What Can We Learn From Education in South Korea?


What Can We Learn From Education in South Korea?

In this episode, Knowledge Sharing Program (KSP) "What Can We Learn From Education in South Korea?" brought is by Mr. Natanael Karjanto. This seminar was opened with an introduction to the speaker. He was born in Bandung, and happened to know one of our lecturers, namely Mrs. Jenny Ngo, when they were still studying in the Netherlands in 2001. She had visited Surabaya in 2007, then visited ISTTS in 2014 to give seminars, and after 7 years from now, Mr. Natan gave another seminar to ISTTS but online because of the pandemic we are currently experiencing. Pak Natan also hopes to visit ISTTS again when this pandemic ends.



At the beginning of the seminar, Pak Natan explained the differences between Korea and Java. Starting from the geographic side, the per capita economy, data on cases of people affected by COVID-19, and others. Then he told me where he lived, and told him about the joint school called Suwon Hyanggyo.



In the school there are several buildings for learning, for the teachers, and a statue of Confucius. Then there is a mural that says "I have never grown tired of Learning, nor wearied in teaching others what I have learned" (The Analects, 14:24) which means, I never get tired of studying, nor do I feel bored to teach others. what i have learned. This is where we know why Korean citizens are so obsessed with education.



He also said that the education system in Indonesia and in Korea are not too different. The length of study taken from elementary school to high school is the same, which is 12 years. Then Korean students also go on to university to get at least a bachelor's degree. There are also study programs for master degrees with a study period of 2 years and a PhD with a study period of 3 years, depending on how long you want to study it. What is different from the education system is the time during the year to start a new school year. In Korea, they start a new school year in March, and end in February. In contrast to Indonesia, which starts a new school year in July-August and ends in May-June.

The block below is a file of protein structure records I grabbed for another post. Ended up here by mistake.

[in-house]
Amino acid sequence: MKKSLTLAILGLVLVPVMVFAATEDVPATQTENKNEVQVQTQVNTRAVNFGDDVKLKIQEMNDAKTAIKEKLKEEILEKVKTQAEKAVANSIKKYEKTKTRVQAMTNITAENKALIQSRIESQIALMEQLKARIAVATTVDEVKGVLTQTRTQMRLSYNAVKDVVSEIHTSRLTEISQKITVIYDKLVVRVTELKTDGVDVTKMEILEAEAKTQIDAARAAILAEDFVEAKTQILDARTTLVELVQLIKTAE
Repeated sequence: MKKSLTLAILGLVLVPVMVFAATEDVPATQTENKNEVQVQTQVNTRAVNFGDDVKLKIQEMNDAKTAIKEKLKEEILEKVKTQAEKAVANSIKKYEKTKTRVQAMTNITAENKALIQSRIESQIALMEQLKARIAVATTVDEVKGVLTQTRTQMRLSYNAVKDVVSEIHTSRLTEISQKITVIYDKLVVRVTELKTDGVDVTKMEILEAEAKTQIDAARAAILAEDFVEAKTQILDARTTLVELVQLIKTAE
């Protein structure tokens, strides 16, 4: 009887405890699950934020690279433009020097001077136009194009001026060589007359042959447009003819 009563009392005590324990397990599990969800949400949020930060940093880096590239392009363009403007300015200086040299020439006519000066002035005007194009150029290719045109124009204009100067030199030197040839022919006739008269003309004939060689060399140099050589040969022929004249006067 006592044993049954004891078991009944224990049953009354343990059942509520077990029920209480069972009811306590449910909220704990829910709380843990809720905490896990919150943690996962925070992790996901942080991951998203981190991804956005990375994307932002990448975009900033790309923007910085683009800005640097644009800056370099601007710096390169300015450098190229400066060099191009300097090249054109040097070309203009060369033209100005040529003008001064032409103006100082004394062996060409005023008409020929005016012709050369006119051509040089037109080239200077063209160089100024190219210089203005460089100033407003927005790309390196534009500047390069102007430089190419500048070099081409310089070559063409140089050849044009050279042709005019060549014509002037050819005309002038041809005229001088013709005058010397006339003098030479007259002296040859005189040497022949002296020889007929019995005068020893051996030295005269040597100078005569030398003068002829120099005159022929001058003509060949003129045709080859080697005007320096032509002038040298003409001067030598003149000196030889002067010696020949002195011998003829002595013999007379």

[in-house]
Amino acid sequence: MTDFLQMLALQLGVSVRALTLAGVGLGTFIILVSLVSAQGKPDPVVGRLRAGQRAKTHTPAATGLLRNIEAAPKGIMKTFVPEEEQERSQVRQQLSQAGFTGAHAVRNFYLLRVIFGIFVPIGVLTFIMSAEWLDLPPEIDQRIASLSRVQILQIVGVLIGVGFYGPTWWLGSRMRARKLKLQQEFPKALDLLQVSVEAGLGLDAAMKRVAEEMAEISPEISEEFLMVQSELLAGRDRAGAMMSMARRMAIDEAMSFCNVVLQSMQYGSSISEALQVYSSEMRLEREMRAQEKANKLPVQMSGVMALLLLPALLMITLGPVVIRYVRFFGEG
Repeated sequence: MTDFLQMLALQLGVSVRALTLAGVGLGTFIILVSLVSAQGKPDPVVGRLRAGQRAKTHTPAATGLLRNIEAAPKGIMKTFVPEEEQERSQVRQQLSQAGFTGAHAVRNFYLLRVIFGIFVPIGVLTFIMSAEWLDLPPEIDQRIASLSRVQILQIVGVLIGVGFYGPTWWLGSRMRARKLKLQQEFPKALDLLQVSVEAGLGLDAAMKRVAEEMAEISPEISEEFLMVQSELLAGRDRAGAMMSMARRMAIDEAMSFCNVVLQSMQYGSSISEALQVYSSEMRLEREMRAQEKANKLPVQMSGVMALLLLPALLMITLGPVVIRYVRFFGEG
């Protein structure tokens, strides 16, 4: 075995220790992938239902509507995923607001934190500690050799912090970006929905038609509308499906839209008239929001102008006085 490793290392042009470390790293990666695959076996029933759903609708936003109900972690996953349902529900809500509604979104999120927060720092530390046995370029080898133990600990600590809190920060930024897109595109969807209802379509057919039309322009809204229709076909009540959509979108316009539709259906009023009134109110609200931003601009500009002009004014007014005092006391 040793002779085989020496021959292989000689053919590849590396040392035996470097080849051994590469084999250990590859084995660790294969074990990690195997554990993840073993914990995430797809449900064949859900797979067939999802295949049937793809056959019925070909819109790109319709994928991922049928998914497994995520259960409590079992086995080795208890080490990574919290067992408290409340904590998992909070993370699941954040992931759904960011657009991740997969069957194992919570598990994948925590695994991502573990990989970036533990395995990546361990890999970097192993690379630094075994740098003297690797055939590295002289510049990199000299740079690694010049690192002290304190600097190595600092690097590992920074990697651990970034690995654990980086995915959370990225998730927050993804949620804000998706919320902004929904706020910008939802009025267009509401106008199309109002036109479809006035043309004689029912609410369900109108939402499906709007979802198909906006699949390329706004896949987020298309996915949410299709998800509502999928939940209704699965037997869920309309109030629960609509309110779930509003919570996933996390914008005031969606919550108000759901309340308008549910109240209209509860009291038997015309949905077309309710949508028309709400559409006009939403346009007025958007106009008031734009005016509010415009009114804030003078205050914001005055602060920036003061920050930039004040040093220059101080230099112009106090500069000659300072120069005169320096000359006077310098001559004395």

Then there is also a system like in Indonesia which we usually know as SBMPTN (Joint Screening for State Universities), in Korea there is also what is usually referred to as "Suneung". The difference is, the SBMPTN in Indonesia is specified only to enter public universities, while in Korea, "Suneung" can be used to enter PTN, PTS, and also private universities. Despite COVID-19, “Suneung” is still held in compliance with Health protocols that have been established by the Korean government. To take part in "Suneung", prospective students have to sit for 9 hours just to take a series of tests to enter college. He also mentioned what tests will be given when prospective students take this "Suneung".


Then at the end of the event, a question and answer session was held. What tips and tricks should we prepare if we want to take Masters in Korea? He replied, we have to prepare several important documents, and the basis is the same when we also want to apply for Masters in Indonesia. Starting from transcripts, S1 diplomas, letters of recommendation from lecturers at least 3 to 4 letters of recommendation, a statement letter why you want to study here, and most importantly the results of the TOEFL or IELTS test because there are several universities that need TOEFL test results, or need results the IELTS test. The difference is, we have to translate these important documents into English, and it must be translated by a sworn translator. Also reminded that if you are interested, you must register early because the Korean school year period will start in March. She also provided references for participants if they wanted to find out more about how to get scholarships in Korea, tips and tricks, living costs, and shared experiences on youtube. Amelia Tantono, who is a graduate of Kyungsung University in Busan, Korea.


Sumber : Institut Sains dan Teknologi Terpadu Surabaya (istts.ac.id)